Respect is ever due on holy ground
Almost daily, increasing acts of lawlessness leave us wondering whether the world has indeed gone mad. In fact, we are so bombarded by outrageous and despicable incidents, some of us might just come to accept it as the norm.
Case in point: horrifying scenes at an army-run school in Peshawar just today after the Pakistani Taliban led an attack, killing 141 people, 132 of them children. We had hardly recovered from yesterday’s deadly siege in Australia, where a gunman held a dozen people hostage in a café in Sydney. The gunman was killed, along with two others, while four people were injured.
Thankfully, we have been spared such gross crimes in Barbados. But, in recent weeks, we have had more than enough of our share of deviance and violence, which must be rejected and condemned.
The spate of shootings involving our young men, the violent attack on Marva Ward –– such must not be tolerated, and they do demand all right-thinking people to take a stand before it is too late. Wrongdoing in all its forms must be nipped in the bud to avert greater ills from taking root in society; and it’s the collective responsibility of every citizen to speak out against these practices that would lead to much greater harm than good.
That is why we applaud Anglican cleric Reverend Davidson Bowen of St Philip the Less Anglican Church, who rebuked the shocking actions of some who boldly attempted to engage in irreverent behaviour in no less a place than the church’s grounds at a funeral. According to the priest, while presiding over the service for murder victim Gregory Ainsley Bishop, of Boscobel, St Peter, several young men were on the outside smoking and drinking.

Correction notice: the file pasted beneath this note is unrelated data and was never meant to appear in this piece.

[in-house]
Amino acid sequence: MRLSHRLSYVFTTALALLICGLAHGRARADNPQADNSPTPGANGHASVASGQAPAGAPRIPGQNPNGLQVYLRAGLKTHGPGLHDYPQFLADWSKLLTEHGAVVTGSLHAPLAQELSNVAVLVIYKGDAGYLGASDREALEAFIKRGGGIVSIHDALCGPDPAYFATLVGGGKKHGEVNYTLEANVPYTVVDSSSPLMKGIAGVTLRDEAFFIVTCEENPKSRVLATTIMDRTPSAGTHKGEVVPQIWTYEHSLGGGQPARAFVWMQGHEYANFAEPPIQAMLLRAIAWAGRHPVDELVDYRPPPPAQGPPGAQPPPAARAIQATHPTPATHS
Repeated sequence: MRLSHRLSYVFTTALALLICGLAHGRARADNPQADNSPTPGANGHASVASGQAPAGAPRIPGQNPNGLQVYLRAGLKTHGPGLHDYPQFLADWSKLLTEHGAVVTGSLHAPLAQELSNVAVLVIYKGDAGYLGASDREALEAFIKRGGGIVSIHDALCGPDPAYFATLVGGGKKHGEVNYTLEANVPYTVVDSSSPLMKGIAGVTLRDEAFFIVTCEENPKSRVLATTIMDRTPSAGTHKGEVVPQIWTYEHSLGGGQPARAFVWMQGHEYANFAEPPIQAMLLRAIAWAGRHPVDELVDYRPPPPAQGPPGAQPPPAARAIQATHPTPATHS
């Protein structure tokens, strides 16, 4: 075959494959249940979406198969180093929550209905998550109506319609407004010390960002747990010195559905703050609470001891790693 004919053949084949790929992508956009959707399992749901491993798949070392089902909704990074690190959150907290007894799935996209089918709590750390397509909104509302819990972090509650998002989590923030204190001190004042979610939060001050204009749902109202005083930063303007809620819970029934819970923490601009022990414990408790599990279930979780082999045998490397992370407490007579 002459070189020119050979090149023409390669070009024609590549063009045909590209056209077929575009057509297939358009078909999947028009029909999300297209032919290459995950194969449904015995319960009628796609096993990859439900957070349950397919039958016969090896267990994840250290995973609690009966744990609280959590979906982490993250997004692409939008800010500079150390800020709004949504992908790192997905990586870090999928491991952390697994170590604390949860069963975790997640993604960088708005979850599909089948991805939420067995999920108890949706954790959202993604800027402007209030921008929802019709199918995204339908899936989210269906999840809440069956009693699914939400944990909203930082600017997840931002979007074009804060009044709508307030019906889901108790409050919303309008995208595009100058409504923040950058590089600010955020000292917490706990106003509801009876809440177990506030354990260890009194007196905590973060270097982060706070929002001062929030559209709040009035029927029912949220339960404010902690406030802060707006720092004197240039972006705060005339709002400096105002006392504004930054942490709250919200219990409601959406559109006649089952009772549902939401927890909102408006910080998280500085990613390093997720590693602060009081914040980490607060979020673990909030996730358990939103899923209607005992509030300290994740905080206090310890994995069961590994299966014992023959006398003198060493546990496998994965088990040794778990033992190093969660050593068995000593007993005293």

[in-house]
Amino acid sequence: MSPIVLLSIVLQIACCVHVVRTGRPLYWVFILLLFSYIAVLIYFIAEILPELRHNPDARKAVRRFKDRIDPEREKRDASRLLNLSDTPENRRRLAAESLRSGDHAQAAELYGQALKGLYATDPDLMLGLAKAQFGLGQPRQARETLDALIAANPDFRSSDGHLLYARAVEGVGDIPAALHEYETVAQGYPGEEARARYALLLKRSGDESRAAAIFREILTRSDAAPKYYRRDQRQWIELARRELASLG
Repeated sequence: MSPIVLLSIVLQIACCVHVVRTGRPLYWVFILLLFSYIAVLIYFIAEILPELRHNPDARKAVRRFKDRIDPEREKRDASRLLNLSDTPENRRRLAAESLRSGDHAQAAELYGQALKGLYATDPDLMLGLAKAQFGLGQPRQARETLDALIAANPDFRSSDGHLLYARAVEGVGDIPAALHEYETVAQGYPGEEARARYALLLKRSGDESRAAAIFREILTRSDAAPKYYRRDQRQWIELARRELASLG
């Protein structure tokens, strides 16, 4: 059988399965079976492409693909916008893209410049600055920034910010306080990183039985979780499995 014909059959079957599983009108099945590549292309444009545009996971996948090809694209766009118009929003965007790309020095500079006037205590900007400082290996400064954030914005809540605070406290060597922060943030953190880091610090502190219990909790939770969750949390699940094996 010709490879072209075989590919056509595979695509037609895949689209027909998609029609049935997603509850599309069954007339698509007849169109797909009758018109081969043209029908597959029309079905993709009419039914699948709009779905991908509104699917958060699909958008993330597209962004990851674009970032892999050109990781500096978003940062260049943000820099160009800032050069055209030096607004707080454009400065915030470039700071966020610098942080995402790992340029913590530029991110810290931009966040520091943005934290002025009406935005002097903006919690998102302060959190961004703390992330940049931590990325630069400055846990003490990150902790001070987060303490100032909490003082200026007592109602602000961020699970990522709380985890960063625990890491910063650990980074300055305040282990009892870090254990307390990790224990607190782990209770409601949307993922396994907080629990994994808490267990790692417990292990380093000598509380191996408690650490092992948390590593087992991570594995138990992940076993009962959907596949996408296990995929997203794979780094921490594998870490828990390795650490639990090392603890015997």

And if that wasn’t enough, while Reverend Bowen was performing the final rites, the youngsters scattered what appeared to be an illegal drug in full view of the gathering who stood in silence.
Said Reverend Bowen: “I asked him [a youngster] what he [was] doing. I told him it was foolishness. ‘Get out from in front of me; you’re doing foolishness’. So he moves; he goes to a side.
“I commit the body and he then comes up with two others, flanked on either side, staring me down; again dropping marijuana in the grave. So I asked him if it made any sense. I asked, ‘Which part of the service is this?’.”
Have we gone mad? We know all too well that deviant behaviour exists, but the church –– God’s house –– is off limits; and we reject the audacity of a few who would seek to undermine its sacredness.
How is it that youngsters would be so bold as to dress scantily and behave as they like in church? And, worse yet, no one chastises the youngsters for their behaviour, but would dare to challenge the priest’s decision to walk away.
Whether one is religious or not, one can hardly argue that the church has always been deemed a holy place. We don’t think, act or dress how we feel like within its precincts!
Would such an incident be allowed in the hallowed walls –– or precints for that matter –– of the Supreme Court, in the presence of a mortal judge? We daresay no. So why should it be allowed at church?
A society that would accept or excuse such nefarious conduct is fast headed to ruin. Turning a blind eye to growing ills is not only foolhardy but perilous –– whether it be in the home with reckless parents who fail to train their charges, or with wayward adults who have lost their way or leaders who cannot stand for truth against error.
Enough is enough. Wisdom demands that we boldly speak out and take a stand, regardless of any unjust criticism that may follow. After all, if we fail to stand for something, then we will fall for anything.